Aixtron says has arguments to counter security worries over China deal

German chip equipment maker Aixtron (AIXGn.DE) said on Monday it had factual arguments to overcome U.S. and German concerns about its being bought by a Chinese consortium, which appear to hinge on the defense applications of its technology.

Aixtron makes so-called close coupled showerhead reactors for the growth of gallium nitride materials, which are used in light-emitting diodes (LED) but also in military applications such as radars and combating improvised explosive devices.

Its technology has been sold in the past to U.S. defense contractor Northrop Grumman (NOC.N).

Aixtron said on Friday that the Committee on Foreign Investment in the United States (CFIUS) would recommend that its pending takeover by China’s Fujian Grand Chip Investment Fund (FGC) be blocked.

CFIUS never gives reasons for its decisions.

But Aixtron said it was sticking to the takeover plan, marking the first time that companies have tried to press ahead with a planned merger despite CFIUS objections.

Aixtron is seen as having a bleak future as a standalone company as it struggles with overcapacity in a market dominated by Chinese buyers.

“We have objective arguments to overcome the concerns,” a spokesman said on Monday, without elaborating. “We are in close contact with the authorities in the USA and Germany.”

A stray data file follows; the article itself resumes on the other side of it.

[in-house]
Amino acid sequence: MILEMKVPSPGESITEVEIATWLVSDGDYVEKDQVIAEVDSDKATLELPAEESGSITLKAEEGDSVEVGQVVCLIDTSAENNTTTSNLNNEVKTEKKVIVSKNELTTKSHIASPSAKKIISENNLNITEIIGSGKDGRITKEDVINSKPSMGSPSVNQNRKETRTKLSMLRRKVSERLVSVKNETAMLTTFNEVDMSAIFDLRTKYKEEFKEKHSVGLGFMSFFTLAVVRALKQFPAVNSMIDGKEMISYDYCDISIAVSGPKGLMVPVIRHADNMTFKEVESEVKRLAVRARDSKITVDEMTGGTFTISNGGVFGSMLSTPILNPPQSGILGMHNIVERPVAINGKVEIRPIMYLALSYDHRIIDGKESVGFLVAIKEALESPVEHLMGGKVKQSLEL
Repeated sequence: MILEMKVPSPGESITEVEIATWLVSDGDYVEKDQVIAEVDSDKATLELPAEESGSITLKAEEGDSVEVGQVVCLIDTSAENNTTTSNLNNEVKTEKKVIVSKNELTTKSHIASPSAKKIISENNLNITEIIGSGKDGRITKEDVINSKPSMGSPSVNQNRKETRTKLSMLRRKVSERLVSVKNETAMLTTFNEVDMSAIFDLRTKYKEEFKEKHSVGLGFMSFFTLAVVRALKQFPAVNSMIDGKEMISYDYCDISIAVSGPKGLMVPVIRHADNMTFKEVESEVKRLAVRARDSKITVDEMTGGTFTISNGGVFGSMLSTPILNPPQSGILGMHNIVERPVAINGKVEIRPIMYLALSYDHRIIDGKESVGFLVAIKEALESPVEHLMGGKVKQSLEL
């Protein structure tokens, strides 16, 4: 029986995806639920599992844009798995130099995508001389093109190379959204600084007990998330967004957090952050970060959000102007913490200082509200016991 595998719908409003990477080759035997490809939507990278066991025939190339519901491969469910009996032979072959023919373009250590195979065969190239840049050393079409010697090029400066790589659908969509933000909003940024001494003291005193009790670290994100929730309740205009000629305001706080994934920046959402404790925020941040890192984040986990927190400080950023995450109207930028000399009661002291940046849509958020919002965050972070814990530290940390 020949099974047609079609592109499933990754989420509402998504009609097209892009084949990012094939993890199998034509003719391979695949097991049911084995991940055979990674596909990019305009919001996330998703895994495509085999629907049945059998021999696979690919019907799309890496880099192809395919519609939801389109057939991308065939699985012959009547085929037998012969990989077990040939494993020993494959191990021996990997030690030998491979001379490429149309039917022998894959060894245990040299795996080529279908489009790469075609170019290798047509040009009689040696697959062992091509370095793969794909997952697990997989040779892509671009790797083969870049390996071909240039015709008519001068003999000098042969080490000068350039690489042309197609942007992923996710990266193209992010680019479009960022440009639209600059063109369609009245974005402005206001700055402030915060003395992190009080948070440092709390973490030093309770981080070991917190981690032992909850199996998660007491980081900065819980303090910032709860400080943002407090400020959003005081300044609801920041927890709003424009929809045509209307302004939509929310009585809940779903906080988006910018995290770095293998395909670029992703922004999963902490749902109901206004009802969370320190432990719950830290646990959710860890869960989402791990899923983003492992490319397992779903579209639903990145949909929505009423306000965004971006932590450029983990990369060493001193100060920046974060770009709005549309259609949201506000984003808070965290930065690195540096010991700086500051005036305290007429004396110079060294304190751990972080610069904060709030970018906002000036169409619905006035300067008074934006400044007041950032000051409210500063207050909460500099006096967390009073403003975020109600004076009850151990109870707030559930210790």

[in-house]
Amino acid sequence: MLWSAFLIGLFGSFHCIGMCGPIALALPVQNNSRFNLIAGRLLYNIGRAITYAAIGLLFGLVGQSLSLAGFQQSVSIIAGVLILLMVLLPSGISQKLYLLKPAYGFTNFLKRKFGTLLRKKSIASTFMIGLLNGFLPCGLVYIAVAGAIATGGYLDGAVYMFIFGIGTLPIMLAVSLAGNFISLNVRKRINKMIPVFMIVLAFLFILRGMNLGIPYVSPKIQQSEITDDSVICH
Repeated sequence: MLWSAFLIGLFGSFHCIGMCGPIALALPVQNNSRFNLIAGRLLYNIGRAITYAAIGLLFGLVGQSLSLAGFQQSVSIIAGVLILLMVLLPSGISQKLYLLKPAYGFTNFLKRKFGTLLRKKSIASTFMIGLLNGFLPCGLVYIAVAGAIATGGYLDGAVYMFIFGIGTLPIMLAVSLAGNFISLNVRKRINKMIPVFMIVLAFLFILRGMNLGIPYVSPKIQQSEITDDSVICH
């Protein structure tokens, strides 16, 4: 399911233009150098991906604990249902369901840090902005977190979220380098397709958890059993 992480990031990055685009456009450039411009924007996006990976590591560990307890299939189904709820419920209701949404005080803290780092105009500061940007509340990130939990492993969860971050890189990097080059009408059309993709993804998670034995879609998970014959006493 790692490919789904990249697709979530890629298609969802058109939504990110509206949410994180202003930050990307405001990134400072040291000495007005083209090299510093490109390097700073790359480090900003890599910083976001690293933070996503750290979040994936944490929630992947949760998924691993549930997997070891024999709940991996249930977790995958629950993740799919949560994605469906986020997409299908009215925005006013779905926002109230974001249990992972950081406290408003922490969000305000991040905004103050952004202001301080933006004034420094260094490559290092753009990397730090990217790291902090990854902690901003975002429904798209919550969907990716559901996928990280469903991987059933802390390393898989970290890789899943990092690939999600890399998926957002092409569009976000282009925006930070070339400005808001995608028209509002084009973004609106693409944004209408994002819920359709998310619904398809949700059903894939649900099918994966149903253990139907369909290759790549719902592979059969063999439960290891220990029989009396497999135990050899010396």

The spokesman said it was up to customers to decide to what use they would put Aixtron equipment.

The decision will now be referred to U.S. President Barack Obama, who must block or allow the transaction within 15 days.

CFIUS also blocked the $3.3 billion sale of Philips’ (PHG.AS) lighting business, Lumileds, to a consortium of Chinese investors last January.

Among other things, Lumileds makes components for LEDs. The parties walked away from the transaction after CFIUS objected to the deal.

The global gallium nitride market is expected to grow to $1.1 billion in 2020 from an estimated $518 million last year, according to research firm Technavio.

Shares in Aixtron were down 5.9 percent to 4.43 euros by 1003 GMT, at the bottom of the German technology index .TECDAX, which was down 0.4 percent, and well below Grand Chip Investment’s offer price of 6.00 euros per share.

Earlier, the stock hit a 6-month low of 4.25 euros.

“What Aixtron needs is a white knight from Europe or the U.S. (e.g. Applied Materials) as the company has no viable future as a stand-alone business, in our view,” said analyst Tim Wunderlich at German brokerage Hauck & Aufhaeuser in a client not, sticking to its “sell” recommendation.

Aixtron fell to a loss in the third quarter and reported that its future orders centred on a low-margin product, underscoring the importance of the planned takeover.